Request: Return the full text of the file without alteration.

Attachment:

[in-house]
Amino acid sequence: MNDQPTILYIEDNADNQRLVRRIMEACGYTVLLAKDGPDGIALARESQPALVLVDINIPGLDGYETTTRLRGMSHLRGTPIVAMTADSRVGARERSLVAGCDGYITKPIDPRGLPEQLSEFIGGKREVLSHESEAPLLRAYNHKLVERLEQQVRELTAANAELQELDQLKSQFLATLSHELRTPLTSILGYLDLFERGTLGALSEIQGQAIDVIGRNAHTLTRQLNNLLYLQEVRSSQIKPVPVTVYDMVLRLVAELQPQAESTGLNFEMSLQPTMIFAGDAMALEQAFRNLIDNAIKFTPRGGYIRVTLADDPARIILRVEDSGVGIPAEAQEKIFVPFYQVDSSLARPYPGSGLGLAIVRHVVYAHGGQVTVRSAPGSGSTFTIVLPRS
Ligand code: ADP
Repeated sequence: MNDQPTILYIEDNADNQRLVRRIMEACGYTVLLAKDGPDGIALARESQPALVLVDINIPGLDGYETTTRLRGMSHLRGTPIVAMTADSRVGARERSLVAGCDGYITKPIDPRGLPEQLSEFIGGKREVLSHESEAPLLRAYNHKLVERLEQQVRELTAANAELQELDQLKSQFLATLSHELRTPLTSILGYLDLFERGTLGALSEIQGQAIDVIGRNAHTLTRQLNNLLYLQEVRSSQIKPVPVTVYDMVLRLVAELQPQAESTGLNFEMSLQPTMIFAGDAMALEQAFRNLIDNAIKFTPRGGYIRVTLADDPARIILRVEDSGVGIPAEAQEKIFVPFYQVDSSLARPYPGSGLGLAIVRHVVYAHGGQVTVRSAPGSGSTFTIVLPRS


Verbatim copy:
[in-house]
Amino acid sequence: MNDQPTILYIEDNADNQRLVRRIMEACGYTVLLAKDGPDGIALARESQPALVLVDINIPGLDGYETTTRLRGMSHLRGTPIVAMTADSRVGARERSLVAGCDGYITKPIDPRGLPEQLSEFIGGKREVLSHESEAPLLRAYNHKLVERLEQQVRELTAANAELQELDQLKSQFLATLSHELRTPLTSILGYLDLFERGTLGALSEIQGQAIDVIGRNAHTLTRQLNNLLYLQEVRSSQIKPVPVTVYDMVLRLVAELQPQAESTGLNFEMSLQPTMIFAGDAMALEQAFRNLIDNAIKFTPRGGYIRVTLADDPARIILRVEDSGVGIPAEAQEKIFVPFYQVDSSLARPYPGSGLGLAIVRHVVYAHGGQVTVRSAPGSGSTFTIVLPRS
Ligand code: ADP
Repeated sequence: MNDQPTILYIEDNADNQRLVRRIMEACGYTVLLAKDGPDGIALARESQPALVLVDINIPGLDGYETTTRLRGMSHLRGTPIVAMTADSRVGARERSLVAGCDGYITKPIDPRGLPEQLSEFIGGKREVLSHESEAPLLRAYNHKLVERLEQQVRELTAANAELQELDQLKSQFLATLSHELRTPLTSILGYLDLFERGTLGALSEIQGQAIDVIGRNAHTLTRQLNNLLYLQEVRSSQIKPVPVTVYDMVLRLVAELQPQAESTGLNFEMSLQPTMIFAGDAMALEQAFRNLIDNAIKFTPRGGYIRVTLADDPARIILRVEDSGVGIPAEAQEKIFVPFYQVDSSLARPYPGSGLGLAIVRHVVYAHGGQVTVRSAPGSGSTFTIVLPRS